REGINA — A good crop helped the Saskatchewan government finish the last fiscal year with a deficit almost $400 million smaller than initially forecast.
The province finished 2017-18 spending $303 million more than it took in. But that's $393 million better than what was projected in last year's budget.
Finance Minister Donna Harpauer said Thursday that a good harvest resulted in lower crop insurance claims. The government had a $429 million decrease in expenses primarily due to a year-over-year reduction in farmer payouts.
“It is definitely a good position that we're in from the last budget, however, there's a lot of things that are very unpredictable in budgets,” Harpauer said. “Budgets include a lot of entities and what strengthened last year's budget, quite frankly, was largely crop insurance.”
The increase in provincial sales tax to six per cent from five per cent meant the government took in $808 million more in PST revenue compared to a year earlier. But that was $36 million lower than the budget forecast.
“That has worked obviously quite well in helping us get back to balance and making our fiscal situation much stronger,” Harpauer said.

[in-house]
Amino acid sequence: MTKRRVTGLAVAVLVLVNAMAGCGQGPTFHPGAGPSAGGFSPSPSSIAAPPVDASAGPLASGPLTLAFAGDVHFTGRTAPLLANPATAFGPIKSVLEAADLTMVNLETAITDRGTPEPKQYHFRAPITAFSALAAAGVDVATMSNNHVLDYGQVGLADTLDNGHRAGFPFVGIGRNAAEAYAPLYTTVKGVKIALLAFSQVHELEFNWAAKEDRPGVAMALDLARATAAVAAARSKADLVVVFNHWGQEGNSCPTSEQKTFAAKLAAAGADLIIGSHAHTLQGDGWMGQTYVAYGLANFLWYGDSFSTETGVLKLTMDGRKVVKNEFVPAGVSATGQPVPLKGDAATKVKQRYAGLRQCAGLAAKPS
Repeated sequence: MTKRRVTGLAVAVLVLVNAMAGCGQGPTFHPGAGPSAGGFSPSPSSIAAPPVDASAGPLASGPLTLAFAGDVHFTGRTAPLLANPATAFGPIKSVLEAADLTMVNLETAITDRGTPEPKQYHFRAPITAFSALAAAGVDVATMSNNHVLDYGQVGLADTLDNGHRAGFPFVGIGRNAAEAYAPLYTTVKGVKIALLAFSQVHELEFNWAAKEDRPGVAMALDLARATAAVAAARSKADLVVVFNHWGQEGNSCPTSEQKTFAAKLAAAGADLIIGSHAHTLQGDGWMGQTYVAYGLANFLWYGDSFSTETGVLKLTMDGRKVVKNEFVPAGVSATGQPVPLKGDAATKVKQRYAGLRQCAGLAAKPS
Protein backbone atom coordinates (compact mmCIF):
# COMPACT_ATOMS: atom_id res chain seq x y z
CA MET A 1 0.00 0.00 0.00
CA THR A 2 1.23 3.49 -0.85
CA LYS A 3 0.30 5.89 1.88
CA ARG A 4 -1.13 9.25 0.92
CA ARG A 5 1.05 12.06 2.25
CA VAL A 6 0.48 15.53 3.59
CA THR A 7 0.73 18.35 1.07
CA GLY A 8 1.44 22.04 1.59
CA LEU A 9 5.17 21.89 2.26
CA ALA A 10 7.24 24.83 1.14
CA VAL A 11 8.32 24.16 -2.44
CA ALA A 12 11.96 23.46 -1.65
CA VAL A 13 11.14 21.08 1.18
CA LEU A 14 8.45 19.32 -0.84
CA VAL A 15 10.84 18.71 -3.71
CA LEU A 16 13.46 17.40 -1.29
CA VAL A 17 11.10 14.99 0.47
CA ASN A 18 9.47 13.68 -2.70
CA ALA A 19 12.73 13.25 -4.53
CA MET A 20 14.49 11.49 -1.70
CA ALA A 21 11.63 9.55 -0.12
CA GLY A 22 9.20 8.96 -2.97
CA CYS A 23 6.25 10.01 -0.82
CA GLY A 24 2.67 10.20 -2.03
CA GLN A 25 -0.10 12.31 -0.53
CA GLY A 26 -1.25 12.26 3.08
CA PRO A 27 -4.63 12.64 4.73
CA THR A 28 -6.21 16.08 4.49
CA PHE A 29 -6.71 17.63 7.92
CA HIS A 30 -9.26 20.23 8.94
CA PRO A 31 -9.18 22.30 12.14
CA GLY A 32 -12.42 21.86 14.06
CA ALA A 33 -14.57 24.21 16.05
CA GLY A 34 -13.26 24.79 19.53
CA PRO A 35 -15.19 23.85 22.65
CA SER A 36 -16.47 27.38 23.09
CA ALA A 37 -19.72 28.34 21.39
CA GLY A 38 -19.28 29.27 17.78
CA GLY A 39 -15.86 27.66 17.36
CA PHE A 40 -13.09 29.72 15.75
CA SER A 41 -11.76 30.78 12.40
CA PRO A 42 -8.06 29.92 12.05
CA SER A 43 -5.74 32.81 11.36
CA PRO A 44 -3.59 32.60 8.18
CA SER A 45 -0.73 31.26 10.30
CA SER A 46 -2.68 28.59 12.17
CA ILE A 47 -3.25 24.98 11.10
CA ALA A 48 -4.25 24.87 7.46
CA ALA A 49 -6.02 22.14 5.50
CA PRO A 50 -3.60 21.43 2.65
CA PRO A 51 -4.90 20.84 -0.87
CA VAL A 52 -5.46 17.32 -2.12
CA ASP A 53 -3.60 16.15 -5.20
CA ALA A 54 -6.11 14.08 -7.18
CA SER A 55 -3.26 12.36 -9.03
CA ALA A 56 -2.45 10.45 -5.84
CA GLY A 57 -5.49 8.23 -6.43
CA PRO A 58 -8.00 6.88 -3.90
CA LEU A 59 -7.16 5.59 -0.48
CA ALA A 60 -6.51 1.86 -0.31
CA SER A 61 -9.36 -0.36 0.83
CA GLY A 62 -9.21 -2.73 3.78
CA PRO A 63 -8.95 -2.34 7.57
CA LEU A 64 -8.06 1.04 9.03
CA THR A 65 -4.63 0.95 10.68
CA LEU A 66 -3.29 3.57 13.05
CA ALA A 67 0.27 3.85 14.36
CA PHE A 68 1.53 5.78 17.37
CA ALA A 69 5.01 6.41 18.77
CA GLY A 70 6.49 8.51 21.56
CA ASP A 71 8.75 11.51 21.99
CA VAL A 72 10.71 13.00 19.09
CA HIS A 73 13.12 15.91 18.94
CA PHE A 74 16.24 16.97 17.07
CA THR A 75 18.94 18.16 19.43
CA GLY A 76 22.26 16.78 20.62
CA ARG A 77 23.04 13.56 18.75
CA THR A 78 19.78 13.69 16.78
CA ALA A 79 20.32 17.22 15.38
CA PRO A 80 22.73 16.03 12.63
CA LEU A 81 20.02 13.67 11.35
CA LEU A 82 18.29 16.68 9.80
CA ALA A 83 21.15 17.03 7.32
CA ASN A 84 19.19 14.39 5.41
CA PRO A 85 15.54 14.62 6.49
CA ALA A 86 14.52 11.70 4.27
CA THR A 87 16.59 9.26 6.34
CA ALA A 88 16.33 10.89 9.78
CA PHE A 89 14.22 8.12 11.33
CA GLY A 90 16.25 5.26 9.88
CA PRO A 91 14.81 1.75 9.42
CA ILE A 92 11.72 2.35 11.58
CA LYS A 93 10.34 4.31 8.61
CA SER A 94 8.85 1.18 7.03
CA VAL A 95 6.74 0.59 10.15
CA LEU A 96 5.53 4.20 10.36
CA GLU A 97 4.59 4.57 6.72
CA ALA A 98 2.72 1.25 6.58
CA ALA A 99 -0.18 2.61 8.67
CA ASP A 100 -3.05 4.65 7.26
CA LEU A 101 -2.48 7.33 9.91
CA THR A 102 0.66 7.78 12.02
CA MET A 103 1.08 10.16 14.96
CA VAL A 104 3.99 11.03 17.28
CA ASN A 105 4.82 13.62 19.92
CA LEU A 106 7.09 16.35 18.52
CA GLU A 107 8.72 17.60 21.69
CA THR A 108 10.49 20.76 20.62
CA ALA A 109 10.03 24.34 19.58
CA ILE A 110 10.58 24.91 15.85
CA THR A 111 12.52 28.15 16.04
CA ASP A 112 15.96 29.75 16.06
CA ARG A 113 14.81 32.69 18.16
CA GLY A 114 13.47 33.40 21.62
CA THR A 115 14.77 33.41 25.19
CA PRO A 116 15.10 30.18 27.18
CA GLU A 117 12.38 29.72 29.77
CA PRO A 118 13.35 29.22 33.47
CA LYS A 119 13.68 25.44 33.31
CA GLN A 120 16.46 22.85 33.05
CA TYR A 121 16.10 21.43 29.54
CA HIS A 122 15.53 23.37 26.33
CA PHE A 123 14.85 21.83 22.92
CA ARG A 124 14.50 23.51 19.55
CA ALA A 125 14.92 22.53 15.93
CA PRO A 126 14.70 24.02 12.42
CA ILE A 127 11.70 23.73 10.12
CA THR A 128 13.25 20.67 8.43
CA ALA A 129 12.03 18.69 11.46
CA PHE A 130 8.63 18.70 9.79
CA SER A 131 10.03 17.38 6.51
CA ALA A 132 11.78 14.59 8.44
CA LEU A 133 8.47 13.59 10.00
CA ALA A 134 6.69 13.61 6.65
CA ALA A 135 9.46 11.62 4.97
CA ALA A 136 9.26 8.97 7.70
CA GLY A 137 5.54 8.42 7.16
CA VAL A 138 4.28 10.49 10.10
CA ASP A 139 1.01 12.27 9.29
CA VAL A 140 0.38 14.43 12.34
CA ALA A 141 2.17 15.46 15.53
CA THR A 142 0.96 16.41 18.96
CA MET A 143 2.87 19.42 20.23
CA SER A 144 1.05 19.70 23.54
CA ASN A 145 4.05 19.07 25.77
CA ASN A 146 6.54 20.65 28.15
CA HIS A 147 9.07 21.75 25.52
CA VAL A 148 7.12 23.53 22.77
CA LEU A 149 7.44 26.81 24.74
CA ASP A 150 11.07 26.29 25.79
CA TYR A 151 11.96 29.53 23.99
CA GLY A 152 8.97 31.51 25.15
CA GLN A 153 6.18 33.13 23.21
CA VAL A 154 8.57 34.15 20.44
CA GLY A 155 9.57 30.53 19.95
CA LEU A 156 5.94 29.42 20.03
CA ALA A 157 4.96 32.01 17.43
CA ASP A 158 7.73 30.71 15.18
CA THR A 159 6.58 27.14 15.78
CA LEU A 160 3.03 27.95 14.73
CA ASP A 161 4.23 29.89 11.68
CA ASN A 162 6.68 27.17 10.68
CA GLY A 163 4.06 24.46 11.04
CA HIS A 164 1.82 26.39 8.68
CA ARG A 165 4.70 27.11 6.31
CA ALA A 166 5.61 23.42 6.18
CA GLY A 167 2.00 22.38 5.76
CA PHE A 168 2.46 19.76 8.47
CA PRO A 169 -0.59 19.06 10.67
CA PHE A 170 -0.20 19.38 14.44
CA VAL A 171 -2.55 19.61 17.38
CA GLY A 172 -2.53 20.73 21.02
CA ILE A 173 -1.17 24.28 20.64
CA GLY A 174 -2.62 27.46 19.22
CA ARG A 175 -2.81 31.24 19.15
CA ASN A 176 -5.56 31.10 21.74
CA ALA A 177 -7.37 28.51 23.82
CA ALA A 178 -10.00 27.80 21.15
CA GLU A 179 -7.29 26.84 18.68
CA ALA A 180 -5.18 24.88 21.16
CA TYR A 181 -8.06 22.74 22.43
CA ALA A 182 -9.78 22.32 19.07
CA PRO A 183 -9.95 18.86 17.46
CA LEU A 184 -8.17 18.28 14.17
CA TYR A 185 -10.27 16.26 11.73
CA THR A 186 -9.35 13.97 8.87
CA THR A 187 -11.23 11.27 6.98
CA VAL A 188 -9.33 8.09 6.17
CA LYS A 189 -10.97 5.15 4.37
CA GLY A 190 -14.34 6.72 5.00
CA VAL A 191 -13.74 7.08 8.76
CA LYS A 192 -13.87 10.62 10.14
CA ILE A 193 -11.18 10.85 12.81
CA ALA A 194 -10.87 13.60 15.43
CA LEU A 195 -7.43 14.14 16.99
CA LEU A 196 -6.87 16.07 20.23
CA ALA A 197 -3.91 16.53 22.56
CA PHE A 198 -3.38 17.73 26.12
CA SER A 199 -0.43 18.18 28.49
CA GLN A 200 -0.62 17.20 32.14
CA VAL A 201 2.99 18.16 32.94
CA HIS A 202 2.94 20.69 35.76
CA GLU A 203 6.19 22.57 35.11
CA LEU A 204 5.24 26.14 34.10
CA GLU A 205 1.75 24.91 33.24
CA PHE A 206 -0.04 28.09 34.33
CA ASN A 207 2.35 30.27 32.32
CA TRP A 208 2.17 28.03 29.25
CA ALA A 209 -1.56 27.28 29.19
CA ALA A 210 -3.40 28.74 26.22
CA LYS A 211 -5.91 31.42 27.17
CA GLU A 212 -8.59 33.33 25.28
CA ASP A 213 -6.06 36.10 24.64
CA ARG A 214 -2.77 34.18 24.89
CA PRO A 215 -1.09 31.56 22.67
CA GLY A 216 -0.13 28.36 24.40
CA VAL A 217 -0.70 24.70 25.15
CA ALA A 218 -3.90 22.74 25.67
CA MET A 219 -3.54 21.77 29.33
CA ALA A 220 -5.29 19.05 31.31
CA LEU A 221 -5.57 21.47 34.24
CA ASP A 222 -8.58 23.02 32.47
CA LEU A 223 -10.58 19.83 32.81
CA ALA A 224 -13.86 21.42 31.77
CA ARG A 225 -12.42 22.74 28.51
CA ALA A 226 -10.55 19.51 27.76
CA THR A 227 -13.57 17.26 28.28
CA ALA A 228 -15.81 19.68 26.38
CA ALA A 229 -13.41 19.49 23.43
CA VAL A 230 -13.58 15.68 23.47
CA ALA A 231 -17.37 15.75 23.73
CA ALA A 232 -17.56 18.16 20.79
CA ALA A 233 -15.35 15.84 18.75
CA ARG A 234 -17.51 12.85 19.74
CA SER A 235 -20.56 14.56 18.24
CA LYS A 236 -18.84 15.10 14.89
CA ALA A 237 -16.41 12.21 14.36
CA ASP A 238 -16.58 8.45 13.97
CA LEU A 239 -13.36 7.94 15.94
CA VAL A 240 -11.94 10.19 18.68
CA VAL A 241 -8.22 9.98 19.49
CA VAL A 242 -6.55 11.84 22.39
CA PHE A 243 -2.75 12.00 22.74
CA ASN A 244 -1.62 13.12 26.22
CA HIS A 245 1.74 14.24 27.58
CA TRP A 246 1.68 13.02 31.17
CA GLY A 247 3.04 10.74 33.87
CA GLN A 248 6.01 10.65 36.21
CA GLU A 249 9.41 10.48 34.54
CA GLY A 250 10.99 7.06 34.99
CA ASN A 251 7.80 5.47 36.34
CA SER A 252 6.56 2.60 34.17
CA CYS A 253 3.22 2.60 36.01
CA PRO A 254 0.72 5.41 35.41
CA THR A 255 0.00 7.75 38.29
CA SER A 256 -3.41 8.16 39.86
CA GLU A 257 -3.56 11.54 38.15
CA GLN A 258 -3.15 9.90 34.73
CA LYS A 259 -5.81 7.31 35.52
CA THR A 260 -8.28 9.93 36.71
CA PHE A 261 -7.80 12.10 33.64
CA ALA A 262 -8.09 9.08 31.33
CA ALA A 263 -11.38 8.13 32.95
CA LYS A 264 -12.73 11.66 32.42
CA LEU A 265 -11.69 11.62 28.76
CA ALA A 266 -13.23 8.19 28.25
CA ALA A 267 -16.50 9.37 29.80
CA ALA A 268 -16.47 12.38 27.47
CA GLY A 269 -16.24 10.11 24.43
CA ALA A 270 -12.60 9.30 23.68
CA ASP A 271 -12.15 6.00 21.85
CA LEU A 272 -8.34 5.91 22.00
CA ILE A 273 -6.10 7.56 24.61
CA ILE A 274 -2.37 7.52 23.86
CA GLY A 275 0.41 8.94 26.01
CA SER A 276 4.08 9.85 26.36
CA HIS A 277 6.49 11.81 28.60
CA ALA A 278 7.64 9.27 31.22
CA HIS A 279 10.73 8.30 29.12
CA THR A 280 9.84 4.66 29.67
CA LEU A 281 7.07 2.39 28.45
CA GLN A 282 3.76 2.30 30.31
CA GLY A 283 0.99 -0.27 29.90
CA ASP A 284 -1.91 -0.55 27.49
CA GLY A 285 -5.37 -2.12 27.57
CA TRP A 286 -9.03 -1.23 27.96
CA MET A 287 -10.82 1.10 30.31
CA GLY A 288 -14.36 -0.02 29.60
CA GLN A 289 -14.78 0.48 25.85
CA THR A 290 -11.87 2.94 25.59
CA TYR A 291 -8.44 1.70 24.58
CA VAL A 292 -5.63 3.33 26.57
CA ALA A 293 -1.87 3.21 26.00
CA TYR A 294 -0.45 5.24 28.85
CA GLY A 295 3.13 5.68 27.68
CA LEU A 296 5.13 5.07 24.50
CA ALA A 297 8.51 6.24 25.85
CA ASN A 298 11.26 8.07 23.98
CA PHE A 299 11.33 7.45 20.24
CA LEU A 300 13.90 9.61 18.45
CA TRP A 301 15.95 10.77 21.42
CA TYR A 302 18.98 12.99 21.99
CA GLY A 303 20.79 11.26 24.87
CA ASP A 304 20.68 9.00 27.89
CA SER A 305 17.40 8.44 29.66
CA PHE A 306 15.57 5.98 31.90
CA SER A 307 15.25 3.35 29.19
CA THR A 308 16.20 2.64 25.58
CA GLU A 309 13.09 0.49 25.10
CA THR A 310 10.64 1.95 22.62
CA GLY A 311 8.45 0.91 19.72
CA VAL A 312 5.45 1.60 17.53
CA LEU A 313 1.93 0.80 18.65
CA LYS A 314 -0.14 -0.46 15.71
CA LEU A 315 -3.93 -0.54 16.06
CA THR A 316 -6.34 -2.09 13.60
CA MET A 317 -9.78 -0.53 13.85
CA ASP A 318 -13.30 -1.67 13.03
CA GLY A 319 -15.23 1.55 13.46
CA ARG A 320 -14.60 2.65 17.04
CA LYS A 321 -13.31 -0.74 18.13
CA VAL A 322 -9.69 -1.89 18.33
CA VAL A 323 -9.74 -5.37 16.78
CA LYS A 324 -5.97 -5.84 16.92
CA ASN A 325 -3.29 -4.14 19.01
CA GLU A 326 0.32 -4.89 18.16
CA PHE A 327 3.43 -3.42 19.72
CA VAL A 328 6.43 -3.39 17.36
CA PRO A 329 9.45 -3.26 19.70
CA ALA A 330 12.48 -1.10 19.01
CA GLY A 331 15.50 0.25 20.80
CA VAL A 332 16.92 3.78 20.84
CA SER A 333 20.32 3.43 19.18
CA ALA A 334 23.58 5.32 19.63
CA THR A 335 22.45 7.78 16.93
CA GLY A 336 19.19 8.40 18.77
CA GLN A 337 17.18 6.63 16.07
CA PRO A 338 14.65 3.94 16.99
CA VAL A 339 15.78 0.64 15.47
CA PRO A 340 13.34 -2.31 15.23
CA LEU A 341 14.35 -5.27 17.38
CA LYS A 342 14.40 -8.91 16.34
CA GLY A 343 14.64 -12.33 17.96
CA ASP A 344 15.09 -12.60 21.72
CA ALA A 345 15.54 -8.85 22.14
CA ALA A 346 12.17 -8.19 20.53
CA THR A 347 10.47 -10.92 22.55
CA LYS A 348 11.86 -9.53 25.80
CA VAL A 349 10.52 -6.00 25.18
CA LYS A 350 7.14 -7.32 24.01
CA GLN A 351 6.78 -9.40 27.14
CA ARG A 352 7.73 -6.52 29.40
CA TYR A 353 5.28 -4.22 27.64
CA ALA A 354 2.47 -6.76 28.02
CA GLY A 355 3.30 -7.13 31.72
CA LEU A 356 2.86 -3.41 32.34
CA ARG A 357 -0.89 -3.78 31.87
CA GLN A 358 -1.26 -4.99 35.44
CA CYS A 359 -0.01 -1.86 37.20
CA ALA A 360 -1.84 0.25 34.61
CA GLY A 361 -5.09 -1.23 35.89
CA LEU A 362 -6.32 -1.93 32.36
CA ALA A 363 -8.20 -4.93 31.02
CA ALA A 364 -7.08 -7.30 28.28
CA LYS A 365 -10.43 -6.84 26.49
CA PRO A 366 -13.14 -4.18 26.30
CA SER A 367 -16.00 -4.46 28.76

Oil and gas revenue contributed $657 million — an increase of $85 million over the previous year, but lower than forecast in the budget. Potash revenue totalled $309 million — up $68 million from a year earlier and $48 million higher than the budget forecast.
Opposition NDP critic Trent Wotherspoon noted the PST hike hit families hard.
“They may look at the short term and think they're collecting some more revenue there, but what they're doing is they're hurting our economy, they're creating job loss,” Wotherspoon said.
Harpauer said her government is on track to return the province to a balanced budget by 2019-20. The new budget released in April projects a deficit of $365 million this year and a thin surplus of $6 million in 2019-20.
Harpauer wasn't prepared to update the deficit outlook for this year and said there's concern with Wednesday's announcement that the U.S. Department of Commerce is launching a national security investigation looking into uranium imports.
Canada produced 14 kilotonnes of the ore in 2016, and all of that came from Saskatchewan.
“This is part of the uncertainty that is with every budget,” Harpauer said. “And this particular budget that we're in now, trade is a huge concern for our government and our province because we're a trade reliant province.”
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